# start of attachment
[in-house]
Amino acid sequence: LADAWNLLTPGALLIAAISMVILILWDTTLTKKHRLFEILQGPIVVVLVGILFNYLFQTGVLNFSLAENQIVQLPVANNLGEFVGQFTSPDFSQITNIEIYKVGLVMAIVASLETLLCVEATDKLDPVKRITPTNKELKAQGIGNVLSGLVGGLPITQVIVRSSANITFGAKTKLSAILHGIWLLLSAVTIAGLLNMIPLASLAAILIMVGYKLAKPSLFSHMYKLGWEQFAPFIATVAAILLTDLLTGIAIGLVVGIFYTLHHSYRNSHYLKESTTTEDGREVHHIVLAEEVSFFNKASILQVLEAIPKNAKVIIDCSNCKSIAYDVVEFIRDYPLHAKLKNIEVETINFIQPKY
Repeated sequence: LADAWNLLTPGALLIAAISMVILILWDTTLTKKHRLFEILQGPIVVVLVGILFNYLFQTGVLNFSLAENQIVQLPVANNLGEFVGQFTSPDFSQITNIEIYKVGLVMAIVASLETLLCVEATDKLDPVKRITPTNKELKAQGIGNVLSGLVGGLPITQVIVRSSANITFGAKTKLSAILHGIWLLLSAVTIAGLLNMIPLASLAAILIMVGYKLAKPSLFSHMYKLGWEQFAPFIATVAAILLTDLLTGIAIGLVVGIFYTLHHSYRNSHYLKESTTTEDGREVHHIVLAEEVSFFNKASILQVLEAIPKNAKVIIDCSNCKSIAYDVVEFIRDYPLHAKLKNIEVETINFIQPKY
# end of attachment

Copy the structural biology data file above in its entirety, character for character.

[in-house]
Amino acid sequence: LADAWNLLTPGALLIAAISMVILILWDTTLTKKHRLFEILQGPIVVVLVGILFNYLFQTGVLNFSLAENQIVQLPVANNLGEFVGQFTSPDFSQITNIEIYKVGLVMAIVASLETLLCVEATDKLDPVKRITPTNKELKAQGIGNVLSGLVGGLPITQVIVRSSANITFGAKTKLSAILHGIWLLLSAVTIAGLLNMIPLASLAAILIMVGYKLAKPSLFSHMYKLGWEQFAPFIATVAAILLTDLLTGIAIGLVVGIFYTLHHSYRNSHYLKESTTTEDGREVHHIVLAEEVSFFNKASILQVLEAIPKNAKVIIDCSNCKSIAYDVVEFIRDYPLHAKLKNIEVETINFIQPKY
Repeated sequence: LADAWNLLTPGALLIAAISMVILILWDTTLTKKHRLFEILQGPIVVVLVGILFNYLFQTGVLNFSLAENQIVQLPVANNLGEFVGQFTSPDFSQITNIEIYKVGLVMAIVASLETLLCVEATDKLDPVKRITPTNKELKAQGIGNVLSGLVGGLPITQVIVRSSANITFGAKTKLSAILHGIWLLLSAVTIAGLLNMIPLASLAAILIMVGYKLAKPSLFSHMYKLGWEQFAPFIATVAAILLTDLLTGIAIGLVVGIFYTLHHSYRNSHYLKESTTTEDGREVHHIVLAEEVSFFNKASILQVLEAIPKNAKVIIDCSNCKSIAYDVVEFIRDYPLHAKLKNIEVETINFIQPKY